The wave itself doesn’t look too spectacular until it reaches about 6ft, at which point it may very well lose its back and continue to grow in size, not to mention in length. There are many videos of people successfully surfing great lengths of the wave, such as this one by Kailani Jabour which gives you an incredible look inside one of the most beautiful and challenging barrels in the world.  

Hossegor – France

If you’re going to be called the “Surfing Capital of Europe” then you’d better have some kind of substance to live up to this reputation. Luckily Hossegor in the Atlantic more than provides the substance for the justification of this label; it is the surfers themselves that need to produce the skill needed to be able to tackle these waves.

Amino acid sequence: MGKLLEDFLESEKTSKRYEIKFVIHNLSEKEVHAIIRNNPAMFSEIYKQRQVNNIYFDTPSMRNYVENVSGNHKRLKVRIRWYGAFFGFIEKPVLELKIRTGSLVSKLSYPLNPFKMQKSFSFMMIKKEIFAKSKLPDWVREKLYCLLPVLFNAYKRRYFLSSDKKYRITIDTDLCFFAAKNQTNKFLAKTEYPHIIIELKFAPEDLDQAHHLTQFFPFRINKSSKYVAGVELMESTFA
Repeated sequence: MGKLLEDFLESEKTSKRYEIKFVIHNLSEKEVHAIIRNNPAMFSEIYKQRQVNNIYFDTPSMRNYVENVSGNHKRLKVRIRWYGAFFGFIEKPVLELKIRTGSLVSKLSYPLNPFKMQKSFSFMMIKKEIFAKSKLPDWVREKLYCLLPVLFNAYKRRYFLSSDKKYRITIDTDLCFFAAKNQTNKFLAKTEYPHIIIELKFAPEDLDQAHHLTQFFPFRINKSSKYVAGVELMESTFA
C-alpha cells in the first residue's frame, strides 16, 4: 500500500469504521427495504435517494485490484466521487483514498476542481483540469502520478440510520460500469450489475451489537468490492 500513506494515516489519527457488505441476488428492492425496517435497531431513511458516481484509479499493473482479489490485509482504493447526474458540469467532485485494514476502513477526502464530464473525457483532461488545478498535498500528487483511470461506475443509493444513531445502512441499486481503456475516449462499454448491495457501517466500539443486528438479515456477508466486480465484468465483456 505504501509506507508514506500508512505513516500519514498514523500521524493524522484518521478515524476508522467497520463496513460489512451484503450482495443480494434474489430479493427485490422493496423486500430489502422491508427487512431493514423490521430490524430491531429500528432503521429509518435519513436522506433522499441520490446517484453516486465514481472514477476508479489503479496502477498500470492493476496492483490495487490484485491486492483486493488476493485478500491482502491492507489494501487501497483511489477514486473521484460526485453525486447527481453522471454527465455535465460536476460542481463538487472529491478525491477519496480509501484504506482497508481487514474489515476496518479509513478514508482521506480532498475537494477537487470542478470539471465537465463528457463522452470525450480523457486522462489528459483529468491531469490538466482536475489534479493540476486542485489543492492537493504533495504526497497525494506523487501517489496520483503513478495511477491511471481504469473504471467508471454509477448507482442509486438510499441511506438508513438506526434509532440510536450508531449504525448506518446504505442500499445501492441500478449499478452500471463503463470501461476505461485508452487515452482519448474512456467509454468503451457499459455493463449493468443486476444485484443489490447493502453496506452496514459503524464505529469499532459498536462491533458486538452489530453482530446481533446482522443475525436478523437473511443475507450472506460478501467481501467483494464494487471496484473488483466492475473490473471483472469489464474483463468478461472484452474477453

The surf at Hossegor can be compared to Hawaii: the tubes in particular bear a great resemblance, only with a little less danger. The reduced danger is due to the lack of razor-sharp coral waiting under the surface, but don’t let this make you feel completely secure since Hossego has some pretty terrifying walls that break onto surfaces that are extremely shallow in nature. Sand may be soft, but when you’re deposited on it from the heights you are likely to reach at Hossegor, you can expect to be treated roughly as a minimum. Hossegor Surf Resort or the Koala Surf Camp are great places to start when looking to make your mark on the waves here, though you can travel there by taxi or hire car from Biarritz airport and do your own thing.

Cloud Nine – Siargao Island, Philippines